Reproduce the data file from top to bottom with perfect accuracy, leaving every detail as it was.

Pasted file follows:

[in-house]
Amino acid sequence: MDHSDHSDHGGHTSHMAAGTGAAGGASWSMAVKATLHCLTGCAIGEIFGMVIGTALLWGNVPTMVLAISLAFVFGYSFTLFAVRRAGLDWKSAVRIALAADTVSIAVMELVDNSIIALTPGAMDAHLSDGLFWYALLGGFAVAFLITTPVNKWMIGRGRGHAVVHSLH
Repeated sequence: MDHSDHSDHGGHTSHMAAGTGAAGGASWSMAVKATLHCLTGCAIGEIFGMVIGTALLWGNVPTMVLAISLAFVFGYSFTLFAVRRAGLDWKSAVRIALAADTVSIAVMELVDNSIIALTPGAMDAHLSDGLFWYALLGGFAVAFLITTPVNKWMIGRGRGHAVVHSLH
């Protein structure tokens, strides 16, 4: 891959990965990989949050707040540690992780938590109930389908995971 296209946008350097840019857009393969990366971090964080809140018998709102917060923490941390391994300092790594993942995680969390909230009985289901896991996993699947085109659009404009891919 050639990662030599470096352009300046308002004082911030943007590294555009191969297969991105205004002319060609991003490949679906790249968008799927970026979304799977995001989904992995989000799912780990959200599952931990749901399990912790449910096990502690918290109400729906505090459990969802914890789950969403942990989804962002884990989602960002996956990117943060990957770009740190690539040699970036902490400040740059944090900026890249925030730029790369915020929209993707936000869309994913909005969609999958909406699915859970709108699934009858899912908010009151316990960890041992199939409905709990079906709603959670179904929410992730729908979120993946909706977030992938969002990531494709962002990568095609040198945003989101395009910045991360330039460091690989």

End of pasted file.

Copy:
[in-house]
Amino acid sequence: MDHSDHSDHGGHTSHMAAGTGAAGGASWSMAVKATLHCLTGCAIGEIFGMVIGTALLWGNVPTMVLAISLAFVFGYSFTLFAVRRAGLDWKSAVRIALAADTVSIAVMELVDNSIIALTPGAMDAHLSDGLFWYALLGGFAVAFLITTPVNKWMIGRGRGHAVVHSLH
Repeated sequence: MDHSDHSDHGGHTSHMAAGTGAAGGASWSMAVKATLHCLTGCAIGEIFGMVIGTALLWGNVPTMVLAISLAFVFGYSFTLFAVRRAGLDWKSAVRIALAADTVSIAVMELVDNSIIALTPGAMDAHLSDGLFWYALLGGFAVAFLITTPVNKWMIGRGRGHAVVHSLH
């Protein structure tokens, strides 16, 4: 891959990965990989949050707040540690992780938590109930389908995971 296209946008350097840019857009393969990366971090964080809140018998709102917060923490941390391994300092790594993942995680969390909230009985289901896991996993699947085109659009404009891919 050639990662030599470096352009300046308002004082911030943007590294555009191969297969991105205004002319060609991003490949679906790249968008799927970026979304799977995001989904992995989000799912780990959200599952931990749901399990912790449910096990502690918290109400729906505090459990969802914890789950969403942990989804962002884990989602960002996956990117943060990957770009740190690539040699970036902490400040740059944090900026890249925030730029790369915020929209993707936000869309994913909005969609999958909406699915859970709108699934009858899912908010009151316990960890041992199939409905709990079906709603959670179904929410992730729908979120993946909706977030992938969002990531494709962002990568095609040198945003989101395009910045991360330039460091690989």